UAE and Abu Dhabi Harlequins captain Ben Bolger retires due to concussion

Mike McFarlane, the Harlequins coach, said they were losing a “player who breathes our club culture”.

Ben Bolger, front and centre, led Abu Dhabi Harlequins to an unprecedented five trophies last season. The flanker has decided to retire rfrom rugby after suffering two concussions in four weeks. Victor Besa for The National
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Ben Bolger, the UAE captain, has been forced to retire because of concussion.

The flanker, who led Abu Dhabi Harlequins to an unprecedented five major titles last season, suffered a second head injury in the space of four weeks on Friday.

He made the decision to finish playing, age 28, due to fears over the repeated effects of multiple concussions in the 23 seasons he has been playing rugby.

“It is all I have ever known, to be involved in a rugby club,” Bolger said.

“It is a massive decision, but I think it is the right one. It is not like a bad hamstring. Concussion is something that could affect me later in life.

“More and more people are waking up to it, and pulling out of the sport because of it.

“They have been coming more and more often. I have had too many in my time, so it is time to call it a day.”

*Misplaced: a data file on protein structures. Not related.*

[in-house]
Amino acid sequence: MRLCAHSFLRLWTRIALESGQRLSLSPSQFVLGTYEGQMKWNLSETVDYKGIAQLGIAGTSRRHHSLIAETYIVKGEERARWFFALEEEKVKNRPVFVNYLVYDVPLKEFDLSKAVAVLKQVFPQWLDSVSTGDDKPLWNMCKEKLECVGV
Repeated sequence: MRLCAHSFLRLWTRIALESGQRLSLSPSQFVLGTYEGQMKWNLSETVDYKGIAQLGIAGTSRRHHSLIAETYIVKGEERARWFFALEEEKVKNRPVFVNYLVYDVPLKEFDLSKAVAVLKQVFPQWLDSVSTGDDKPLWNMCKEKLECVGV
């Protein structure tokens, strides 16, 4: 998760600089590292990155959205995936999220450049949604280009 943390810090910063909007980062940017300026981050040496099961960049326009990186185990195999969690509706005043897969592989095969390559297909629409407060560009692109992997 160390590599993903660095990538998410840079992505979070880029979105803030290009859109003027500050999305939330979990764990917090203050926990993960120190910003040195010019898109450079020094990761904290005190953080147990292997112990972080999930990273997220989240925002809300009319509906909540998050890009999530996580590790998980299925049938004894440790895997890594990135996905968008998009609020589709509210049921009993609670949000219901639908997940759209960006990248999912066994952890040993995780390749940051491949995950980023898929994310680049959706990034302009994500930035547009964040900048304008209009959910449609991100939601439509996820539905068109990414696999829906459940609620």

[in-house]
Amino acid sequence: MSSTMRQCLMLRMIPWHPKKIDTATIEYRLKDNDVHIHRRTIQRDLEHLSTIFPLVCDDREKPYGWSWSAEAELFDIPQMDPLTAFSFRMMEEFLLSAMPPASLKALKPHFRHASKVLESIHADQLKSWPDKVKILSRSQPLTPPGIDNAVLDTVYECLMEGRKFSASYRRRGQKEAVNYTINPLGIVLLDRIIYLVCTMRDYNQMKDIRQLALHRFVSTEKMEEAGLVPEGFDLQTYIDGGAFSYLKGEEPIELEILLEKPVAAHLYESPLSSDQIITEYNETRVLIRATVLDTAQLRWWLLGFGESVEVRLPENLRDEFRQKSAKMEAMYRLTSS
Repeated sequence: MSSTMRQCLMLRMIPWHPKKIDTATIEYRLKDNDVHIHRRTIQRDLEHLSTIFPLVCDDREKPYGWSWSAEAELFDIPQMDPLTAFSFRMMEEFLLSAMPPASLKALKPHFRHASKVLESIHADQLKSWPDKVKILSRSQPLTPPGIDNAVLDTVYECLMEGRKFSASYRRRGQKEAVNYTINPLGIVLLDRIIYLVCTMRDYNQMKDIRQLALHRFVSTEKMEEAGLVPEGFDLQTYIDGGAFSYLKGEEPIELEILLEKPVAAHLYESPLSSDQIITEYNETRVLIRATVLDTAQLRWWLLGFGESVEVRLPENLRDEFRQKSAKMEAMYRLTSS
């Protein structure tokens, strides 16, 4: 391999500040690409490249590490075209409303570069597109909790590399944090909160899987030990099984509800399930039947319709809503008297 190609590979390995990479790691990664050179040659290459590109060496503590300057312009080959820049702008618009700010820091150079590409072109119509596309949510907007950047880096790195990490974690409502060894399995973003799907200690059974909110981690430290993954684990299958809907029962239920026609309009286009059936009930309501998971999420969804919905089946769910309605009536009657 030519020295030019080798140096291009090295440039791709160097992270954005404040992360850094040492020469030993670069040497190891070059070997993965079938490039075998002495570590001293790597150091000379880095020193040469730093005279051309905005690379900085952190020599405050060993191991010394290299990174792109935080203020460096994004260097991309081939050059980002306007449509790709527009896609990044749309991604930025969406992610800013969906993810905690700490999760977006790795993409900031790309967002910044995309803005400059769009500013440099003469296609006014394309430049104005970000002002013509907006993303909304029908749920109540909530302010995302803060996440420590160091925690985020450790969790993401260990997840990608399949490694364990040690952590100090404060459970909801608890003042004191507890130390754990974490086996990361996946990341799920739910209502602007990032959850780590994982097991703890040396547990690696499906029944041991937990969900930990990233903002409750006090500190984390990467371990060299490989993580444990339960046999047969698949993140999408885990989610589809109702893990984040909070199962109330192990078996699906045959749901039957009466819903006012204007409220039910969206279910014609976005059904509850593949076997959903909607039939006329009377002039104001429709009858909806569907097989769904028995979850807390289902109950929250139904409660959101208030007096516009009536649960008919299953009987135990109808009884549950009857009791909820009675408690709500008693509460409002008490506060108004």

After ending a professional career in rugby league in the UK to move to Abu Dhabi to take up a job in finance, Bolger has enjoyed a sparkling career with Harlequins.

In the five seasons he played, for example, he reached five Dubai Rugby Sevens finals, winning the past three, and creating "memories I will take with me for the rest of my life" in the process.


Read our concussion in rugby series


“Coming out here to play rugby, for me it was always going to be a social thing, to get to know people,” Bolger said.

“I was taken aback by how much people still wanted to be competitive, even though it is an amateur league over here.

“Even though people have careers, they want to dedicate a lot of their time to their squad. As you become involved and give your time, you want to be the best you can be.”

Bolger said the increased education in recent times about the potentially lasting effects of concussion led to him to decide against trying to play on.

“That is what I have done since I was 15 years old,” he said.

“I have had a couple of concussions every year since then. The recent education about concussion because of what has happened in the NFL has had an effect.”

Mike McFarlane, the Harlequins coach, said they were losing a “player who breathes our club culture”.

However, he is happy with the decision his captain made, for the good of his health.

“Rugby is not his income anymore, it is not his job,” McFarlane said.

“As a really good mate of mine, I said to him, ‘Your job is going really well, you have a wife, life is good – it only takes one more knock for it to be very serious.’ You never know.”

Harlequins lost 10 players from their all-conquering first XV before this season even started. Bolger’s absence is likely to be more keenly felt than any, however.

“He is an inspiring leader and a top-class player,” McFarlane said.

“We have been through some battles together, couldn’t have had a better season last year, and I’ve learnt a lot from him.

“As a good friend, it’s the right decision, and, like any player at the club, their health and safety is paramount.

“He will still be involved, imparting wisdom on the boys, and will continue to be an important part of the Quins make up.”